How does typography behave under extreme conditions? It’s a question that fundamentally underpins Slanted’s new book, Teasing Typography. Edited and designed by Juliane Nöst, the recently published compendium explores what happens to type when it undergoes a variety of phenomenons. What happens when you push type through extreme grids for example? At what point does text become something else? A graphic element perhaps or a grey surface, or static noise or just plain pattern?
Released last month, the 500-page book provides an insight into what might happen when typography is teased. Juliane tells us more about how this project came about in the first place: “The idea developed during a stressful phase where I had lots of projects ongoing (at uni and at work).” During this time, she didn’t have much creative freedom which left her feeling frustrated and, with time, she observed an increasing want “to do something more free and unconventional.” Around the same time, she attended a university module which revolved around a free book project, “which was perfect,” recalls the designer.
This led Juliane to embark on a number of typographic experiments where she let the text embark on a life of its own as it flowed over pages and dummy texts. She started out with InDesign’s default settings – Minion Pro at point size 12, automatic line-height and left-aligned – then added more columns to the page. As she added the columns, the digital page started doing some weird but interesting things, creating extreme results in turn. Then she experimented with font size, line-height, the font itself and dummy text, editing the experiments in Photoshop to enhance certain structures or graphic elements even more. She also played with layering the varying texts on top of each other to provoke further visual phenomenons and behaviours. This was, “again, a lot of fun,” says Juliane.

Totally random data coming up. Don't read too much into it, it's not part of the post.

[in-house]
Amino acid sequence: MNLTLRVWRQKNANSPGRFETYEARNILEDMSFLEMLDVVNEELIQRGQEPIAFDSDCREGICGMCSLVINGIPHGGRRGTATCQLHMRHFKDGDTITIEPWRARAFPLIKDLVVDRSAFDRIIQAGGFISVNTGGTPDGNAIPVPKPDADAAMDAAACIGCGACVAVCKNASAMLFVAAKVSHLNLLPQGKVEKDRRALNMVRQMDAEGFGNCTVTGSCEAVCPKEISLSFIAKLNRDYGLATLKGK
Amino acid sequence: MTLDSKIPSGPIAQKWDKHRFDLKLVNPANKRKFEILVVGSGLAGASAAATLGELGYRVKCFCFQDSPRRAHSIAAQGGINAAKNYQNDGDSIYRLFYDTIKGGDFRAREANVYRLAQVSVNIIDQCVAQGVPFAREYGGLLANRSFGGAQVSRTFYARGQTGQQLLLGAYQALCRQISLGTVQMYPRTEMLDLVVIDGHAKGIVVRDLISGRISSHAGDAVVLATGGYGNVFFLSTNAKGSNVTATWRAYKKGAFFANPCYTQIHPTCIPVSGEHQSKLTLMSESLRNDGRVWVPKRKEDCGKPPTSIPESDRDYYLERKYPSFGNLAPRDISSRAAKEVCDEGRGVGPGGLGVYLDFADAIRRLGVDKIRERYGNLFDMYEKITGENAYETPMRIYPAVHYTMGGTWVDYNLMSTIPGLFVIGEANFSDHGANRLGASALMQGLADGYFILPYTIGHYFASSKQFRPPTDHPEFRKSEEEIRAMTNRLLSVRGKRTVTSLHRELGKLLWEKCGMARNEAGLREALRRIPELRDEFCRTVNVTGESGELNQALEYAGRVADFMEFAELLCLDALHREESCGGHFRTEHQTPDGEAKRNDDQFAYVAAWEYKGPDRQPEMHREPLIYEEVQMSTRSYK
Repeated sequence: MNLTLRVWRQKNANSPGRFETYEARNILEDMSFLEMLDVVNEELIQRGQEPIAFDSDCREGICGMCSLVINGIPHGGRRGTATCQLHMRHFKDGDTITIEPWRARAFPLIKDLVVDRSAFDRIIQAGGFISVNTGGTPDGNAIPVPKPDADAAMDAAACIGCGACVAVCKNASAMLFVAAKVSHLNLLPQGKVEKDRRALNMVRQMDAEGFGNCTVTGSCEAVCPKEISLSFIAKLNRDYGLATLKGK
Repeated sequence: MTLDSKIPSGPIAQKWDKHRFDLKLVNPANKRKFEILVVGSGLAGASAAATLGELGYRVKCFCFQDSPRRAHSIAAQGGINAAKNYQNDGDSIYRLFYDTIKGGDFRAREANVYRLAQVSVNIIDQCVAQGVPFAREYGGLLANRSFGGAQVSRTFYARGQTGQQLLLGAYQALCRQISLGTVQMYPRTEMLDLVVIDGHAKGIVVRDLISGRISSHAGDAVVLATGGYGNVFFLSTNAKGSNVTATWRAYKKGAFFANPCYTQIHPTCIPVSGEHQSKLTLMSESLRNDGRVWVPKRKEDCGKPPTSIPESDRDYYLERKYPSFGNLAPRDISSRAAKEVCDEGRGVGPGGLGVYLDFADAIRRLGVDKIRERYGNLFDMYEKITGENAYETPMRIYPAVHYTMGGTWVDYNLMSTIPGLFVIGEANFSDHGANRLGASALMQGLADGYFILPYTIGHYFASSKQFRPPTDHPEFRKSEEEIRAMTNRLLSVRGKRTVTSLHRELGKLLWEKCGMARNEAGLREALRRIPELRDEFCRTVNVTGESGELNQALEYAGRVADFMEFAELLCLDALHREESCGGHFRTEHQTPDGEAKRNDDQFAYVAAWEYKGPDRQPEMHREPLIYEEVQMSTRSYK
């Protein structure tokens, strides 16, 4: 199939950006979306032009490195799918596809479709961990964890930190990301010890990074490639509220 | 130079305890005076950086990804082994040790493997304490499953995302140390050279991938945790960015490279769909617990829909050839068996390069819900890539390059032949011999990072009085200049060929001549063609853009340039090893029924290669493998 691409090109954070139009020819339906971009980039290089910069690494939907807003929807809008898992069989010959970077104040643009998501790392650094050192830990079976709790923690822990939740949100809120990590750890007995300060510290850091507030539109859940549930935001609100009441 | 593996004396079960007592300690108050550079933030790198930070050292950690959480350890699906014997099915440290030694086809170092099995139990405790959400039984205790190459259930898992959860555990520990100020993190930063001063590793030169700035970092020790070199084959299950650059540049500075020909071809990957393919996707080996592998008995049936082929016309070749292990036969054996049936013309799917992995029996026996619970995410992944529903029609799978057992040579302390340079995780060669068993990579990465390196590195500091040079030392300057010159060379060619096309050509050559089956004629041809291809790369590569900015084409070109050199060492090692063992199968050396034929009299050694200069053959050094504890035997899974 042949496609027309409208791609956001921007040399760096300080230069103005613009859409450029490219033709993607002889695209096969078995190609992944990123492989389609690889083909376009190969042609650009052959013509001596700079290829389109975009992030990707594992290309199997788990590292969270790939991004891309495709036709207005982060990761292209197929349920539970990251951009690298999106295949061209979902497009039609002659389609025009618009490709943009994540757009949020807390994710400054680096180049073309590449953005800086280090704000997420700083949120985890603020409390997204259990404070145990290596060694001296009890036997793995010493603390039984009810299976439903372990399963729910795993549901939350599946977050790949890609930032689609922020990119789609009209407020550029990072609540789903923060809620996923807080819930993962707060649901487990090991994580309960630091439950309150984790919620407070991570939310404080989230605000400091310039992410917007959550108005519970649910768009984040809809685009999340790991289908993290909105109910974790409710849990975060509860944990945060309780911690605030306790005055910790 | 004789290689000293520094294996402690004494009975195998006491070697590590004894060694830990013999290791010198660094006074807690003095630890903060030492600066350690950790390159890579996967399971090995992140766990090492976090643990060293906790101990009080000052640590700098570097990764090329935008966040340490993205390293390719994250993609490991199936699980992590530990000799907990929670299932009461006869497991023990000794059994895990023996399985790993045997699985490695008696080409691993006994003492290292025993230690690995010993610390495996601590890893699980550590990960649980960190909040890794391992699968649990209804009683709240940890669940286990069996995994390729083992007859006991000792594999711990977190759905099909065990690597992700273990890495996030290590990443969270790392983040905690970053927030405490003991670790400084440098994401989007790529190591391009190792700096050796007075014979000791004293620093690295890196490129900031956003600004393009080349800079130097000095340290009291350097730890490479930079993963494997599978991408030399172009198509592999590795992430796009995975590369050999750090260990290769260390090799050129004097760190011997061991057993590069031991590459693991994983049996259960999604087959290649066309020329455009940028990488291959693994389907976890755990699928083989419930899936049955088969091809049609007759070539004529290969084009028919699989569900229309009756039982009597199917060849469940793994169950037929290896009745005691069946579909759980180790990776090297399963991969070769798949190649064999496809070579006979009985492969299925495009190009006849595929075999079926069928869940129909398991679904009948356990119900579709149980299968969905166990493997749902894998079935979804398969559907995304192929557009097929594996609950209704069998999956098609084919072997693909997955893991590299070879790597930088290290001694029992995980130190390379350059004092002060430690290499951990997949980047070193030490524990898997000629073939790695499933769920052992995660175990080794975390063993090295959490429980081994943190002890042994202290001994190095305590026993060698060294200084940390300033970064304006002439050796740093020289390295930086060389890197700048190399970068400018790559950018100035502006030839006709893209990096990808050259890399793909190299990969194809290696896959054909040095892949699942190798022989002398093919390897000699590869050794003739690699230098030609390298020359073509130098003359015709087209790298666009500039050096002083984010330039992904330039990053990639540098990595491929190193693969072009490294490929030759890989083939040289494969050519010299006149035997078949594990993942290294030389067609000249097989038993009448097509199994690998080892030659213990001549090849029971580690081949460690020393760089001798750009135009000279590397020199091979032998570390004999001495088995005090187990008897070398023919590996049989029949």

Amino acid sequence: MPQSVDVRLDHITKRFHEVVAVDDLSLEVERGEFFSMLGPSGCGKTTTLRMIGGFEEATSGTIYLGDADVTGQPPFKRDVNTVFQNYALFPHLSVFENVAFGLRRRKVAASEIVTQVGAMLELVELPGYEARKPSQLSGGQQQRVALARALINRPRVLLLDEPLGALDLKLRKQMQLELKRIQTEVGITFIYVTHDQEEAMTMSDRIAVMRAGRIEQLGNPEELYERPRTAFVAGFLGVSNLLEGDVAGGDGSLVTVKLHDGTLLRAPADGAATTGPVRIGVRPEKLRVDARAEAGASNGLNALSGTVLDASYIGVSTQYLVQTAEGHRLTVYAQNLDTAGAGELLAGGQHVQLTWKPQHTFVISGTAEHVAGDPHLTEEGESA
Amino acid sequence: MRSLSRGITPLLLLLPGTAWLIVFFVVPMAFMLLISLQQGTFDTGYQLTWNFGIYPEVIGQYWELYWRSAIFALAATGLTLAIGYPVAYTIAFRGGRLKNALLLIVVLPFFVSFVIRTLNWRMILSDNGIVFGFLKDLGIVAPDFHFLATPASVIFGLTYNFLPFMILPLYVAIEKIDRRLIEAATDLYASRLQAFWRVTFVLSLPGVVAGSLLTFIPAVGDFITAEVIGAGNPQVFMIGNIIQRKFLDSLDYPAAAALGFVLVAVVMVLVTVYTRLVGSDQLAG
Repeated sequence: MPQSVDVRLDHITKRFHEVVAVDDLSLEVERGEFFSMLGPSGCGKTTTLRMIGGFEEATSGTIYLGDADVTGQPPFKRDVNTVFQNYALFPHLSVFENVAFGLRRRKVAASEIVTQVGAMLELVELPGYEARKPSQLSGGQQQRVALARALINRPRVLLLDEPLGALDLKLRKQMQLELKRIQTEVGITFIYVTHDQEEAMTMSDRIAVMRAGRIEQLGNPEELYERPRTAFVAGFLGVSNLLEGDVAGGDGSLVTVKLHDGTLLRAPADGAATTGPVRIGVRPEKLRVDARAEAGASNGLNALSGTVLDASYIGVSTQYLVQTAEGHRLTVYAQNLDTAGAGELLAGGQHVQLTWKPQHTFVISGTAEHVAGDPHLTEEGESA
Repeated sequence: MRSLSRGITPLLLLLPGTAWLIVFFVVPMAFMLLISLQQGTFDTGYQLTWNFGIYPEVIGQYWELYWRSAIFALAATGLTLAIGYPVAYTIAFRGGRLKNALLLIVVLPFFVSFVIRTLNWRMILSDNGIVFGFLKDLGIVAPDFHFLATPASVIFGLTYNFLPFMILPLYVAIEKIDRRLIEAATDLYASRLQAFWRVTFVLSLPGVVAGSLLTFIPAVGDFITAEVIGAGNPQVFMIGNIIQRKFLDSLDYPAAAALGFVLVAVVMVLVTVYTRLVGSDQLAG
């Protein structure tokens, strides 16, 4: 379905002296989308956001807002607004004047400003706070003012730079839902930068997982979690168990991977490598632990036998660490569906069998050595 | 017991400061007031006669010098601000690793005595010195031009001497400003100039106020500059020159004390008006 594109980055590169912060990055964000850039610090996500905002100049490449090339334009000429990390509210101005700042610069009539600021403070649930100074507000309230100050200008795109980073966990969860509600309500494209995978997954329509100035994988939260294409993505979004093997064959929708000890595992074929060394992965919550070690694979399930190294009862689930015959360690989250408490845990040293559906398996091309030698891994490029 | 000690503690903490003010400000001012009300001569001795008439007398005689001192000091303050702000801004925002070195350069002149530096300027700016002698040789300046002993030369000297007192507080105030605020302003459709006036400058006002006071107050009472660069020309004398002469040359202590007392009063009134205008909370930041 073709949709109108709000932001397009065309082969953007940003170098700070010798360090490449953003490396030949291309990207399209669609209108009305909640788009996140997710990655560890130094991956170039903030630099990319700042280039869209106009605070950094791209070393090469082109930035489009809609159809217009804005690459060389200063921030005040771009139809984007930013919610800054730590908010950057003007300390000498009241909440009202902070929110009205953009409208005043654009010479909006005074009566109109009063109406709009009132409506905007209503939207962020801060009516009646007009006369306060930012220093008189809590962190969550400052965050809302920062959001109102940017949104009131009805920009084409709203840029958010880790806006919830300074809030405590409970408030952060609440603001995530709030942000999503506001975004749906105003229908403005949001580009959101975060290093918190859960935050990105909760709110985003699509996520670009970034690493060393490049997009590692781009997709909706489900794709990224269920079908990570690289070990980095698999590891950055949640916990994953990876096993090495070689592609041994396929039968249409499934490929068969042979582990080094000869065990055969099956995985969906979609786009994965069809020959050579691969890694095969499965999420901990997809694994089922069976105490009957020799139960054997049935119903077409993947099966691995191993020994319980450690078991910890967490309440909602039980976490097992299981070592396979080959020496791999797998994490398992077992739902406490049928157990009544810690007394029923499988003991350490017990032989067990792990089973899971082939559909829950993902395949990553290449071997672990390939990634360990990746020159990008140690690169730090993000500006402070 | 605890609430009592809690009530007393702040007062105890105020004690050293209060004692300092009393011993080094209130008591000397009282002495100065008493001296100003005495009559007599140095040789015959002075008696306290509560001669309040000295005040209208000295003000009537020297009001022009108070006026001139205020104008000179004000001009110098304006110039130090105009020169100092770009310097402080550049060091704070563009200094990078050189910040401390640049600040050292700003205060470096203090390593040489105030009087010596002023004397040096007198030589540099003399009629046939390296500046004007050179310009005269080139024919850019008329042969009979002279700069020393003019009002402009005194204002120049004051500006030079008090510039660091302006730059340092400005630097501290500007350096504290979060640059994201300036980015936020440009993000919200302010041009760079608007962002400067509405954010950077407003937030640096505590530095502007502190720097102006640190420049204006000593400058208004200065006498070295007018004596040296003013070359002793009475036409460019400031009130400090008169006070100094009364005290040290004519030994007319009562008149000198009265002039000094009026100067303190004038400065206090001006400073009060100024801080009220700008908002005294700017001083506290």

Quickly, the designer began to amass a torrent of typographic results, “overwhelming,” she says looking back. Pleased with the results and the fun process along the way, Lars Harmsen, co-founder of Slanted along with Julia Kahl, was supervising Juliane’s class at the time advising the student to structure and frame her results for a more edited result. “And that’s exactly what I did,” says Juliane, whittling down her number of experiments into the 500-page volume of what we can now see in Teasing Typography. Despite being pretty long as far as books go, these 500 pages mark only a small glimpse of what Juliane created for the project; a carefully curated portion of her findings.